Does Schizophrenia Qualify For SSDI or SSI Disability Benefits?


The Social Security Administration (SSA) classifies schizophrenia as one of several psychiatric disorders that is eligible for disability benefits. In 2017, the SSA widened the field of schizophrenia disability benefits to include several related disorders: schizoaffective or schizophreniform disorder, schizotypal personality disorder, and medication or substance-induced psychotic disorders.

Schizoprenia

Schizophrenia is a lifetime diagnosis brain disorder; these symptoms typically first appear in early adulthood. Patients typically qualify for schizophrenia social security disability due to the severe nature of symptoms (delusions, breaks with reality, and hallucinations).

When you apply for schizophrenia disability benefits (SSDI), the SSA will need you to submit several items along with your application:

• Evidence proving a doctor has diagnosed you with schizophrenia or one of the above-mentioned related disorders. Diagnosis should be by a medical professional (psychiatrist or psychologist)

• Doctor’s notes showing that your schizophrenia is debilitating enough to keep you from working. If you take medication, you must show that symptoms are severe and uncontrollable even with medication. Documentation of hallucinations, delusions and irrational thoughts is good evidence to present to SSA.

• Proof that you’ve had the disorder for more than two years.

• Notes from all doctors, psychiatrists, psychologists and counselors—basically any professional you’ve seen

• Dates and descriptions of medical and psychological testing

• Dates and reasons for all hospitalizations

• Very important! List of all medications you’ve tried or take now, and whether they worked well for you (go back as far as you can remember)

The SSA approves most schizophrenia social security disability benefit claims because the disease is typically severe enough to cause severe work restrictions. If you cannot interact well with other employees, or have socially inappropriate behavior patterns, you’ll likely be approved. Additionally, if you have trouble remembering instructions or focusing on tasks, these are severe work limitations.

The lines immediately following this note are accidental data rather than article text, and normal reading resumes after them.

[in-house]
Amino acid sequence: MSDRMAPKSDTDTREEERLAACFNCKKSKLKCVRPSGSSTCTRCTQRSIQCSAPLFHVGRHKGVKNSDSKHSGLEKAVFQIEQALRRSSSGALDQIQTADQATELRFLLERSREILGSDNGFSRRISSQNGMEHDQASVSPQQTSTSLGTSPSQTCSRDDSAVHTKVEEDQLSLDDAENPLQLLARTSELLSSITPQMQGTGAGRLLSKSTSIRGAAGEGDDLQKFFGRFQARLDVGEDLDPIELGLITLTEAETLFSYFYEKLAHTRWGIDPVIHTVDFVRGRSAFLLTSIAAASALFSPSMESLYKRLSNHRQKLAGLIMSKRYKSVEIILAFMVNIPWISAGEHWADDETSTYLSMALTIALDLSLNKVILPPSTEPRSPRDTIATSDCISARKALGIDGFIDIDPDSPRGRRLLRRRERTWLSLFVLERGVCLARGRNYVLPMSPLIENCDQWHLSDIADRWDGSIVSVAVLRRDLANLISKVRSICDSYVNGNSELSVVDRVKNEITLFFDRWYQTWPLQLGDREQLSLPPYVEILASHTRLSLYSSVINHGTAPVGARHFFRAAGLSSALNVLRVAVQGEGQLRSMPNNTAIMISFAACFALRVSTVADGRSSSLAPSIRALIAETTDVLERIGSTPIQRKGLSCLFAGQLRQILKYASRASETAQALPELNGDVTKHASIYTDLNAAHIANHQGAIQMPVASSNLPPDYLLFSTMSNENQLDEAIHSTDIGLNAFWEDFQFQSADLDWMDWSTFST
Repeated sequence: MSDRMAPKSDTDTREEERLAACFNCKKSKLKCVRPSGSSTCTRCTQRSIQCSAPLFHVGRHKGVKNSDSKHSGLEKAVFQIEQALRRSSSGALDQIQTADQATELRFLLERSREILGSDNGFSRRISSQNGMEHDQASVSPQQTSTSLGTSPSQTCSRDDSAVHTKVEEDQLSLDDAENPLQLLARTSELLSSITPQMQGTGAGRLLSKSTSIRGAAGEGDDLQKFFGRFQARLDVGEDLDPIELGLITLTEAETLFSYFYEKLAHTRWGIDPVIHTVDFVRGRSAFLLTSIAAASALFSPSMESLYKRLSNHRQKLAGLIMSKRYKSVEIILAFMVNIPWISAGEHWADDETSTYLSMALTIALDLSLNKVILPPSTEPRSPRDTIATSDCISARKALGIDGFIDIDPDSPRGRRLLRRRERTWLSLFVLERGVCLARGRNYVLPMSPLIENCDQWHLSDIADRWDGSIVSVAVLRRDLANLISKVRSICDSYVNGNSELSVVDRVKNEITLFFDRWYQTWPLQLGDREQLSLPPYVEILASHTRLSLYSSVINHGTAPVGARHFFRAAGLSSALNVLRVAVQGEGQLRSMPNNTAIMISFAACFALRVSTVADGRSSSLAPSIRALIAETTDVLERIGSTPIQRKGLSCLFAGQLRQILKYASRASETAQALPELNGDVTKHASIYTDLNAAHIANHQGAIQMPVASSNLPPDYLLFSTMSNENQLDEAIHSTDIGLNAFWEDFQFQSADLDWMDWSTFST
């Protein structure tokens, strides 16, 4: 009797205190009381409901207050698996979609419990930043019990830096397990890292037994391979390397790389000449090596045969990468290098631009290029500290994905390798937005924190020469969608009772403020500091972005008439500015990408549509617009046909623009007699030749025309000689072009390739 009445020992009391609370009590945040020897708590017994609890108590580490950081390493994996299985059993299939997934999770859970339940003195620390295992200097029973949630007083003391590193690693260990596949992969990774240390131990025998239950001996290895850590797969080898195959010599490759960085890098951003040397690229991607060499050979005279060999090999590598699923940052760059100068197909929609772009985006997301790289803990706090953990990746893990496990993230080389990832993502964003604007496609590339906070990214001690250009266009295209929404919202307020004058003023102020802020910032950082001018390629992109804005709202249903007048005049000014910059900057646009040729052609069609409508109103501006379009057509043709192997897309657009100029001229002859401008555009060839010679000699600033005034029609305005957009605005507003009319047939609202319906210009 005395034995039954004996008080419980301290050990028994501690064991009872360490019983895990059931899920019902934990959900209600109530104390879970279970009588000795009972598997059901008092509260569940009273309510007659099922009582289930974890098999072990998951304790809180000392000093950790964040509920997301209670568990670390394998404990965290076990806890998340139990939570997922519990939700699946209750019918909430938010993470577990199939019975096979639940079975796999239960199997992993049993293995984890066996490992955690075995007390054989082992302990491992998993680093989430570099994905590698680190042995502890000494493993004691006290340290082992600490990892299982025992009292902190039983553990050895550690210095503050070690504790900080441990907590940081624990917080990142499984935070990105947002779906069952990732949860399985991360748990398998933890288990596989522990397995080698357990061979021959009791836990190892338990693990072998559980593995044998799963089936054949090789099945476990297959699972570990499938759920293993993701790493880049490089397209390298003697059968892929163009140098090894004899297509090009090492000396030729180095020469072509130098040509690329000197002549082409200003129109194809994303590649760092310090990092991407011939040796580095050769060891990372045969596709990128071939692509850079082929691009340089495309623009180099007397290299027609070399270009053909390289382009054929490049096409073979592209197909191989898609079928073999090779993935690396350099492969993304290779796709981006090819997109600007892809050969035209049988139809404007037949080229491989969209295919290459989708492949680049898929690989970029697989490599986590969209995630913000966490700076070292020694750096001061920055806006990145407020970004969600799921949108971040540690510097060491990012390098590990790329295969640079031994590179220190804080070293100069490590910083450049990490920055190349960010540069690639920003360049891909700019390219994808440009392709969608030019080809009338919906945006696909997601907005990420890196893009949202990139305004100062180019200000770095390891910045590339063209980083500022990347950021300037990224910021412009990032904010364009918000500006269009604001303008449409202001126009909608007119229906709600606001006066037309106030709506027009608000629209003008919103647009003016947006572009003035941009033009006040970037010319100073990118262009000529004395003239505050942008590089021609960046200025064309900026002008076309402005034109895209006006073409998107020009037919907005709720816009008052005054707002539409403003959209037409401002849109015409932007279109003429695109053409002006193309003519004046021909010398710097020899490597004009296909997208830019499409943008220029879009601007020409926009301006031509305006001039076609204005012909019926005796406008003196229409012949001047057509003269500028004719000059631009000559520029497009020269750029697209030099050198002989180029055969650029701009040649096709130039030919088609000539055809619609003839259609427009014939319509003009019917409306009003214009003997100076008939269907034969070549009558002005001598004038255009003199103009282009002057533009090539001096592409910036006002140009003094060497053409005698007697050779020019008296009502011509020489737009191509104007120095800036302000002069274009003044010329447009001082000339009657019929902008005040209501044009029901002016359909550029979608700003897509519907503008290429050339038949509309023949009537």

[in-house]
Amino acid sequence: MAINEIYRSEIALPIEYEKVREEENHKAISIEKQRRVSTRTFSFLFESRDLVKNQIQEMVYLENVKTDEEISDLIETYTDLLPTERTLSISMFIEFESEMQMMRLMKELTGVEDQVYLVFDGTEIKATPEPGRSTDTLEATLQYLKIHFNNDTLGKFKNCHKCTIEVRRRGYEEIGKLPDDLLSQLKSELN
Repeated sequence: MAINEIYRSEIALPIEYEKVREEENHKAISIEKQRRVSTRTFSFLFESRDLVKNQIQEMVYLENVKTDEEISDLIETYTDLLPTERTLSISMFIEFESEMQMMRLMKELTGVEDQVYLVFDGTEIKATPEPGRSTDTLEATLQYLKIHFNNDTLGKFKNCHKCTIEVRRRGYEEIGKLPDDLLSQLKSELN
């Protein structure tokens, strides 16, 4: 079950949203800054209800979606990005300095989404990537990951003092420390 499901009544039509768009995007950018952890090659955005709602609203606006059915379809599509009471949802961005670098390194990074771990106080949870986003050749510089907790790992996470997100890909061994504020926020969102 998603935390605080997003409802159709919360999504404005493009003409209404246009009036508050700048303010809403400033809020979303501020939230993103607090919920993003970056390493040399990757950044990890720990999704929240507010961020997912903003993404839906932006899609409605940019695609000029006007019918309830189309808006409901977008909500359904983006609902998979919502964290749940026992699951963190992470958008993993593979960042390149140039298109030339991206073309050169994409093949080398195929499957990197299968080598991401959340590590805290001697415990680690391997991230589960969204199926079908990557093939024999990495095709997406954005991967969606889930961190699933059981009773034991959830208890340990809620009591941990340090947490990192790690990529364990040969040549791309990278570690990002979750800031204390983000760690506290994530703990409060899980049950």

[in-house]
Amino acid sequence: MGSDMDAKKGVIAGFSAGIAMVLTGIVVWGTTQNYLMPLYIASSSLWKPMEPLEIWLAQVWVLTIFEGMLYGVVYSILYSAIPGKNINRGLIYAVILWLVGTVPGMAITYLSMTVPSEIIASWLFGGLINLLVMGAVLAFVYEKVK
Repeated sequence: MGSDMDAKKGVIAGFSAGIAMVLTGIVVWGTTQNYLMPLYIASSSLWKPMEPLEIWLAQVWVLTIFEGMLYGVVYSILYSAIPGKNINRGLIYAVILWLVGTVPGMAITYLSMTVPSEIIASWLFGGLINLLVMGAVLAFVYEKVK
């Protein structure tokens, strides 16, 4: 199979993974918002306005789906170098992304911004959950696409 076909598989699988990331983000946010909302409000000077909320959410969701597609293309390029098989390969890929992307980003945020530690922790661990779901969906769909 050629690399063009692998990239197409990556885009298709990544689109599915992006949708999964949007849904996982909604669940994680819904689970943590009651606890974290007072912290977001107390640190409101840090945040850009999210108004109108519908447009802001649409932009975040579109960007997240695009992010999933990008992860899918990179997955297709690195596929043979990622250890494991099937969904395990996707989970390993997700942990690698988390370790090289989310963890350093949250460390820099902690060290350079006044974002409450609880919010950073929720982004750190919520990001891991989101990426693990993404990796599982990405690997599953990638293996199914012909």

One thing that can hinder your ability to get schizophrenia disability benefits is failure to comply with your doctor’s treatment plan, particularly medication. SSA does not pay benefits to people who do not follow their prescribed medications.

The SSA has specific criteria outlined in its Blue Book listing. Schizophrenia is listed under section 12.03 with the spectrum of psychotic disorders. To qualify, you must suffer from one of these, either constantly or intermittently:

• delusions or hallucinations

• incoherent or illogical thoughts

• disorganized speech

• grossly disorganized behavior

• catatonic state (rigid muscles and unresponsiveness)

• emotional isolation and social withdrawal used to be a criteria, but is no longer listed

You must have persistent schizophrenia that has lasted at least two years and that is being treated by a medical professional. Patients living in a highly structured setting because of the schizophrenia disability will also qualify.

If you don’t meet these above criteria for the Blue Book listing, you might qualify on a medical-vocational allowance. You might not have debilitating medical symptoms, but your schizophrenia disability still prevents you from reasonably performing a job. You must prove your impairment is severe and persistent (expected to last at least 12 months) and that it prevents you from doing even unskilled work. With a diagnosis, you can also qualify if your schizophrenia severely limits your functional ability:

• understanding

• remembering

• using information and applying knowledge

• interacting socially

• behaving appropriately in a social manner

• concentrating

• performing tasks

• adapting to change

You can qualify under the extreme limitation category, or as a “marked” limitation, defined as between extreme and moderate. These classifications are determined by the professional judgment of the SSA medical professional reviewing your schizophrenia disability claim.

The biggest reason why someone is denied a claim for schizophrenia disability benefits is lack of tying medical evidence to your inability to work. Showing that connection is key to being awarded disability benefits. If claims are done correctly, more than 80 percent of individuals with schizophrenia are approved for benefits.

If you don’t qualify for the SSDI program, you may qualify for a federal program designed for low or no-income individuals called SSI. This fund is designed to help disabled and elderly people with basic necessities of food, clothing and shelter. As a needs-based program, SSI has very low income requirements and very low asset requirements as well. Do you qualify for schizophrenia ssi disability benefits?

When filing a claim for complex conditions like schizophrenia, consider hiring an experienced disability attorney. Schizophrenia is a complicated disorder, and representing yourself to the SSA can be a challenge. An attorney can make sure you’re presenting the correct medical evidence and proof of work limitations on concentration, memory, and logical thinking. Because of the complex nature of these cases, it often takes a qualified disability attorney to make these arguments and properly represent you.